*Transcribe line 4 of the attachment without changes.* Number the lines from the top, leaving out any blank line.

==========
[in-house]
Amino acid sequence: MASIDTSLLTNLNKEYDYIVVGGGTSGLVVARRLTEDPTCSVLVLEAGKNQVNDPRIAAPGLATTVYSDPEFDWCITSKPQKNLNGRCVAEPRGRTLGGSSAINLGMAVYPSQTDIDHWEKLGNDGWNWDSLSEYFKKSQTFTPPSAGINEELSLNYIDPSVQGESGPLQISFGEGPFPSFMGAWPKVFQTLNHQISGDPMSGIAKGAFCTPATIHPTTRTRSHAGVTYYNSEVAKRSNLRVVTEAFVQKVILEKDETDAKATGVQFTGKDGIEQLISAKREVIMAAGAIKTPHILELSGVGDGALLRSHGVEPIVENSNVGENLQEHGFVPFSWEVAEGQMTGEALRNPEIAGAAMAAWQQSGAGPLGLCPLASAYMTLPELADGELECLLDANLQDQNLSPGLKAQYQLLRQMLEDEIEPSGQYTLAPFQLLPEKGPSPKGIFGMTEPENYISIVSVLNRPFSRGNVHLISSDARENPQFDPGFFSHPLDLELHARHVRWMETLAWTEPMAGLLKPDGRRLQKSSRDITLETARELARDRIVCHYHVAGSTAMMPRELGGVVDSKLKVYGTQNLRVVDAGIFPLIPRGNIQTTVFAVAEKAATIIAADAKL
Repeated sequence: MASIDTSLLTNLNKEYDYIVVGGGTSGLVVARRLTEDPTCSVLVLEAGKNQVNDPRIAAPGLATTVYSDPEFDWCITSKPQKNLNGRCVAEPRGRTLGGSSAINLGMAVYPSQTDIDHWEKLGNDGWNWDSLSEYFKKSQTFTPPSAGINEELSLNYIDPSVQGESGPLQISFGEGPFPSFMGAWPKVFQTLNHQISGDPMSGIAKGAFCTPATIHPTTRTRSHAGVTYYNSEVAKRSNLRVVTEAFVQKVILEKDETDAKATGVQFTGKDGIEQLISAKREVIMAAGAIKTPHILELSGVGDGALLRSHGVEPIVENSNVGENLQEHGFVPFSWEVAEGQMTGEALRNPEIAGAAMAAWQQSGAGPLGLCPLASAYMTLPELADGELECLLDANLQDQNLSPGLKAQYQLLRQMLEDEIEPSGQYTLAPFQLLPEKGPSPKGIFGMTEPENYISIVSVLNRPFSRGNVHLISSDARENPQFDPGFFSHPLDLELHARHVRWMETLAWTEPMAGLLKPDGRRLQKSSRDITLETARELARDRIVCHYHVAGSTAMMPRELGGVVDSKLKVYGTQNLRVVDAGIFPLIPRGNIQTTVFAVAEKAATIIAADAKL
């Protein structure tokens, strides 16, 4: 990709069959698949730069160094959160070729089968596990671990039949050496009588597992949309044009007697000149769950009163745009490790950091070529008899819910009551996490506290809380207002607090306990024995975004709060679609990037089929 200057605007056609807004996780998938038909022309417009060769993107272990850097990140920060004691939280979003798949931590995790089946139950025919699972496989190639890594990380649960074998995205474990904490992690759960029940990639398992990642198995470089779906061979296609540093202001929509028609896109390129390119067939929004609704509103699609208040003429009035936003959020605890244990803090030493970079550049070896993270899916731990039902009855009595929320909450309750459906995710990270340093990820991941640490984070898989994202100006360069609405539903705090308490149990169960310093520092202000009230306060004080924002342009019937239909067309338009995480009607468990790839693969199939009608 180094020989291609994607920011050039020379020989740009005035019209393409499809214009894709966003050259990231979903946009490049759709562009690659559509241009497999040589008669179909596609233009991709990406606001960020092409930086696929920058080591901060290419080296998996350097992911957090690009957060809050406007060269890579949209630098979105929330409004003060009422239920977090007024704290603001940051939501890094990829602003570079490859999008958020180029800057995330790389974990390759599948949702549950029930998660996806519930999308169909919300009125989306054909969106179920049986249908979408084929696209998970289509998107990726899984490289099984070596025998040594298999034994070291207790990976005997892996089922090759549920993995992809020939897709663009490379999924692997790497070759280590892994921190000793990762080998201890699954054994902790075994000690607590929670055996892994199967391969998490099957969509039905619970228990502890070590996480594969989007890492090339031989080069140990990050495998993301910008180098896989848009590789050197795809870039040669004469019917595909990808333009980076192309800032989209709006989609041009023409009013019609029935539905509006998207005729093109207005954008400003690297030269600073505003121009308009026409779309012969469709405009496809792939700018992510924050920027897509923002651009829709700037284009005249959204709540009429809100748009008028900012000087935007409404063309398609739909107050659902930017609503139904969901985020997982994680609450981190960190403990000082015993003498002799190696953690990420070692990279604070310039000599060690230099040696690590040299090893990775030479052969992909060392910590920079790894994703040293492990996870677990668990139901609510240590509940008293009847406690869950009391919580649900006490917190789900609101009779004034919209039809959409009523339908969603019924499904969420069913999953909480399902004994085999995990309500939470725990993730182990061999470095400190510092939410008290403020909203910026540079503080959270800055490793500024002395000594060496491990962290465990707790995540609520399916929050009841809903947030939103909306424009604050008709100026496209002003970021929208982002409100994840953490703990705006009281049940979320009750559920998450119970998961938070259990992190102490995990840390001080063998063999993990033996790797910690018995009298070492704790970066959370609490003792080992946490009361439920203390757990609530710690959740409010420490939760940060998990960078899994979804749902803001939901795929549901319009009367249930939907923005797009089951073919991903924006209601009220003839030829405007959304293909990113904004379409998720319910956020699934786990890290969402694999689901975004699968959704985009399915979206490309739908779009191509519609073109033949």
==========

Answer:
């Protein structure tokens, strides 16, 4: 990709069959698949730069160094959160070729089968596990671990039949050496009588597992949309044009007697000149769950009163745009490790950091070529008899819910009551996490506290809380207002607090306990024995975004709060679609990037089929 200057605007056609807004996780998938038909022309417009060769993107272990850097990140920060004691939280979003798949931590995790089946139950025919699972496989190639890594990380649960074998995205474990904490992690759960029940990639398992990642198995470089779906061979296609540093202001929509028609896109390129390119067939929004609704509103699609208040003429009035936003959020605890244990803090030493970079550049070896993270899916731990039902009855009595929320909450309750459906995710990270340093990820991941640490984070898989994202100006360069609405539903705090308490149990169960310093520092202000009230306060004080924002342009019937239909067309338009995480009607468990790839693969199939009608 180094020989291609994607920011050039020379020989740009005035019209393409499809214009894709966003050259990231979903946009490049759709562009690659559509241009497999040589008669179909596609233009991709990406606001960020092409930086696929920058080591901060290419080296998996350097992911957090690009957060809050406007060269890579949209630098979105929330409004003060009422239920977090007024704290603001940051939501890094990829602003570079490859999008958020180029800057995330790389974990390759599948949702549950029930998660996806519930999308169909919300009125989306054909969106179920049986249908979408084929696209998970289509998107990726899984490289099984070596025998040594298999034994070291207790990976005997892996089922090759549920993995992809020939897709663009490379999924692997790497070759280590892994921190000793990762080998201890699954054994902790075994000690607590929670055996892994199967391969998490099957969509039905619970228990502890070590996480594969989007890492090339031989080069140990990050495998993301910008180098896989848009590789050197795809870039040669004469019917595909990808333009980076192309800032989209709006989609041009023409009013019609029935539905509006998207005729093109207005954008400003690297030269600073505003121009308009026409779309012969469709405009496809792939700018992510924050920027897509923002651009829709700037284009005249959204709540009429809100748009008028900012000087935007409404063309398609739909107050659902930017609503139904969901985020997982994680609450981190960190403990000082015993003498002799190696953690990420070692990279604070310039000599060690230099040696690590040299090893990775030479052969992909060392910590920079790894994703040293492990996870677990668990139901609510240590509940008293009847406690869950009391919580649900006490917190789900609101009779004034919209039809959409009523339908969603019924499904969420069913999953909480399902004994085999995990309500939470725990993730182990061999470095400190510092939410008290403020909203910026540079503080959270800055490793500024002395000594060496491990962290465990707790995540609520399916929050009841809903947030939103909306424009604050008709100026496209002003970021929208982002409100994840953490703990705006009281049940979320009750559920998450119970998961938070259990992190102490995990840390001080063998063999993990033996790797910690018995009298070492704790970066959370609490003792080992946490009361439920203390757990609530710690959740409010420490939760940060998990960078899994979804749902803001939901795929549901319009009367249930939907923005797009089951073919991903924006209601009220003839030829405007959304293909990113904004379409998720319910956020699934786990890290969402694999689901975004699968959704985009399915979206490309739908779009191509519609073109033949």